Singapore’s Total Fertility Rate Hits Record Low, Falling Below 1 for the First Time


Imagine a future where the birth rate is so low that it fails to replace the existing population.

The implications of such a scenario are significant, and, unfortunately, this is not a hypothetical situation.

It is a reality unfolding in Singapore, and the situation is deteriorating.

Singapore’s Total Fertility Rate Hits Record Low, Falling Below 1 for the First Time

Today (28 February), in Parliament, Minister in the Prime Minister’s Office (PMO) Indranee Rajah revealed that preliminary estimates indicate a resident TFR of 0.97 in 2023.

This marks the first time in Singapore’s history that the TFR has dropped below 1.

To maintain a stable population size, a TFR of 2.1 is needed—this level allows a population to replace itself.

TFR measures the average number of children a woman is expected to have during her reproductive years, and in Singapore, this number has continued its downward trend, falling from 1.04 in 2022 and 1.12 in 2021.

This latest figure places Singapore among the countries with the lowest birth rates globally, with South Korea leading the list at a TFR of 0.72 in 2023.

Singapore faces the twin demographic challenges of a persistently low fertility rate and an ageing population. These challenges, however, are not unique to Singapore. For instance, European countries like Italy and Spain continue to see a record low number of births year-on-year. Similarly, neighboring countries such as Malaysia and Thailand also experienced declines in their fertility rates in 2022.

Ms Indranee, who oversees the National Population and Talent Division within the Strategy Group in the PMO, shared that there were 26,500 resident marriages and 30,500 resident births in 2023. However, she noted that, on average, there have been fewer resident marriages and births annually over the last five years compared to the previous five-year period.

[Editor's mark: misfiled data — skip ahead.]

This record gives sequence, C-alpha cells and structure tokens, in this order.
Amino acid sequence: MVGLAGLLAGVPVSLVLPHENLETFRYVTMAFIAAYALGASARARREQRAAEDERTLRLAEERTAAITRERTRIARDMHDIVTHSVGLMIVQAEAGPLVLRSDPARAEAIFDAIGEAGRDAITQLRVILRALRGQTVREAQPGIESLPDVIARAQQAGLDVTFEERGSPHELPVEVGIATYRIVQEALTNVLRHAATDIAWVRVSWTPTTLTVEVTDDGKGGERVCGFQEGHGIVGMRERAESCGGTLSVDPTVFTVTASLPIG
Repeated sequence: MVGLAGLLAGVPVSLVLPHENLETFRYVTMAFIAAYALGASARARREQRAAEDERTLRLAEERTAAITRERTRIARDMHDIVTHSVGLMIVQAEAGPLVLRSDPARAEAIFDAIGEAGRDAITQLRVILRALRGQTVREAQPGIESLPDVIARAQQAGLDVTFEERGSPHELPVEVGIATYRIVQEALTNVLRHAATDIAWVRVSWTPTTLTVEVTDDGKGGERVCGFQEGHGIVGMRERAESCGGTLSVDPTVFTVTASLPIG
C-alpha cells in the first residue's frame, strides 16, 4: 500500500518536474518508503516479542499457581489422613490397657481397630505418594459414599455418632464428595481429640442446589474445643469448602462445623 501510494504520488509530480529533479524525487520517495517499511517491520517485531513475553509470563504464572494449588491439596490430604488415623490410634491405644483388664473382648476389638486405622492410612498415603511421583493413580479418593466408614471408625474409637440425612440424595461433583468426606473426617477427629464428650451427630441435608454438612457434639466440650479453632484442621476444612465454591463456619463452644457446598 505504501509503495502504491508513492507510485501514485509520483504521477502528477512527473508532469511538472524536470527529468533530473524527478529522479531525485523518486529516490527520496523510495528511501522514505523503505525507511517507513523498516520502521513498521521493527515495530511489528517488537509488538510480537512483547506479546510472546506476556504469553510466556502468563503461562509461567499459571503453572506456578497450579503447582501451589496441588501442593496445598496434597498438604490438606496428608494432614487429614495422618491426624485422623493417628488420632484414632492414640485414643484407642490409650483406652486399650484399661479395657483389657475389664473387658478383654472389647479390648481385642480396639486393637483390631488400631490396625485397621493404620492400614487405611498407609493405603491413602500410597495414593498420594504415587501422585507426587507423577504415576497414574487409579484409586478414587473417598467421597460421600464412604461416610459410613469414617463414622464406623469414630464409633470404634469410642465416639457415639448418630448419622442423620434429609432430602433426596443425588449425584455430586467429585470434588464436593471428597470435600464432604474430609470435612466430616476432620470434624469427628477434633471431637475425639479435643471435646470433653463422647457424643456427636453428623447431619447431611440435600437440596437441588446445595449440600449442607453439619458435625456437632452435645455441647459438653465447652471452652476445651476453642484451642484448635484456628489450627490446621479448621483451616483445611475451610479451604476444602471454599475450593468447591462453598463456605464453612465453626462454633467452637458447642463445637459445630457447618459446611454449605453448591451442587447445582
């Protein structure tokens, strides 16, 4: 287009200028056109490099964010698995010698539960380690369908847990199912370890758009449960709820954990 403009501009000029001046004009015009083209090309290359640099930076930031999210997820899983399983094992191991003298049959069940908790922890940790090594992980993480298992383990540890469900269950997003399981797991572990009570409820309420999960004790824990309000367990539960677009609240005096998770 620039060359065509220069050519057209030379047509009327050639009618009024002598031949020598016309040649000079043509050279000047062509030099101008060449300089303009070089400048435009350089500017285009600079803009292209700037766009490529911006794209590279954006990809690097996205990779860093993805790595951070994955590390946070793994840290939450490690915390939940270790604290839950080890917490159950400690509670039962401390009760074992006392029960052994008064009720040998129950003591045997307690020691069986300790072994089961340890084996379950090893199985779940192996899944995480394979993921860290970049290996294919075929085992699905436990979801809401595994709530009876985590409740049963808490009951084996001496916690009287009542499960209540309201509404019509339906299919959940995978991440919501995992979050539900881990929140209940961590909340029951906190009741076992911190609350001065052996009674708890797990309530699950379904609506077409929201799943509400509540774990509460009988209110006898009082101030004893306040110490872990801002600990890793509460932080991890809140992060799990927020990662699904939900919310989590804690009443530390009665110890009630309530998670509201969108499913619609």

Reasons Why Singaporeans Aren’t Making Babies

Several reasons have been cited for Singapore’s low fertility rate, including temporary factors such as the COVID-19 pandemic, which disrupted some couples’ plans for marriage and parenthood.

Other concerns include the financial costs of raising a child, the pressure to be an excellent parent (kiasu parents, indeed), and the difficulties of balancing work and family commitments. This decline reflects a generational shift in priorities, with many young people not viewing marriage or parenthood as important life goals.

The consequences of falling TFR are profound for Singapore’s future.

Families are shrinking, and an increasing number of couples find themselves caring for both their children and elderly parents. A diminishing birth rate means a shrinking workforce, posing significant challenges to maintaining economic dynamism, attracting global businesses, and creating opportunities for future generations.

Countries such as South Korea and Italy have already faced economic slowdowns and falling wages, further exacerbated by low fertility rates and demographic shifts.

In response to these challenges, the Singapore Government announced various measures in 2023 to support marriage and parenthood. These measures include doubling the government-paid paternity leave to four weeks from January 1 and increasing Baby Bonus benefits.


Furthermore, the adoption of flexible work arrangements is being promoted to help working parents balance their job and family commitments.

A tripartite workgroup is developing guidelines on flexible work arrangements, which will become compulsory for employers to follow once implemented later in 2024.

Would the Dragon Year Create a Miracle?

Despite the grim outlook, there is a glimmer of hope associated with the Year of the Dragon this year.

In cultures with a significant Chinese population, including Singapore, the Year of the Dragon often sees a “baby boom” due to the auspicious nature of the dragon symbol. This phenomenon, occurring every twelve years, stands out as a notable exception to the trend of falling birth rates, as evidenced by statistical spikes in birth numbers during Dragon Years.


However, while this may offer a temporary uplift in birth rates, achieving a TFR of 2.1 would require something akin to a miracle.


As to whether Dragon Babies really do well in life, you might want to watch this to the end: